Ifthere was an annual award for moral courage in architecture, it would this year surely go to Graham Morrison for his hardhitting 'icon' speech at the Royal Academy (AJ 8.7.04). While I have never seen so many stonefaced expressions among the great and the good on the more 'iconic' tables, it made exactly the sort of stir that we need to open discussion on the issue that I have long described as 'landmarkitis'.
There is a terrible tendency within the profession, and especially within the schools, to look for applause from our peers (or our Piers? ) rather than do the vitally important, but less glamorous, job of creating places by the employment of the 'excellent ordinary'.
Morrison's exhortation is well timed to help us take stock, and to remind us that good architecture should be an enduring exercise that is more to do with making buildings work beautifully for our clients, the users and their successors, than it is to do with the instant impact and the 'look at me, aren't I clever'magazine coverage.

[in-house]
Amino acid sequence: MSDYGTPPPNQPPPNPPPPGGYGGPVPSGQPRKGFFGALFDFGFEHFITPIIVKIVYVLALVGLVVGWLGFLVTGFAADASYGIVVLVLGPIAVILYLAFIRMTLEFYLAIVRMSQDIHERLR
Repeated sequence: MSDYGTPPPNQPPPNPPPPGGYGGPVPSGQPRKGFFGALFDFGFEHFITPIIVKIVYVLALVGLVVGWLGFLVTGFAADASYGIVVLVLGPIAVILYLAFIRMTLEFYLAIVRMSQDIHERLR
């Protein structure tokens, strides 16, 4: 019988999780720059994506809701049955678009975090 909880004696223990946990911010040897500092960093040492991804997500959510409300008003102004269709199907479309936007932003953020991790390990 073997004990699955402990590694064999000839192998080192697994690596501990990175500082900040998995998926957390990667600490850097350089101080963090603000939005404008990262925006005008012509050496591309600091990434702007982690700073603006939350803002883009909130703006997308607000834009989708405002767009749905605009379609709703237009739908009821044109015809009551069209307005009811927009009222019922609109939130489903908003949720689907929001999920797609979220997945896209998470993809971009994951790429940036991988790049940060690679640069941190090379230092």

Having said this, the Swiss Re building and Birmingham Selfridges do it for me, as do many of the new 'icons'. So, as in most things in our game, there are few rules that can be universally applied - except maybe the rule that before we design a building that shouts, we should ask how history will judge us.
George Ferguson, RIBA president, London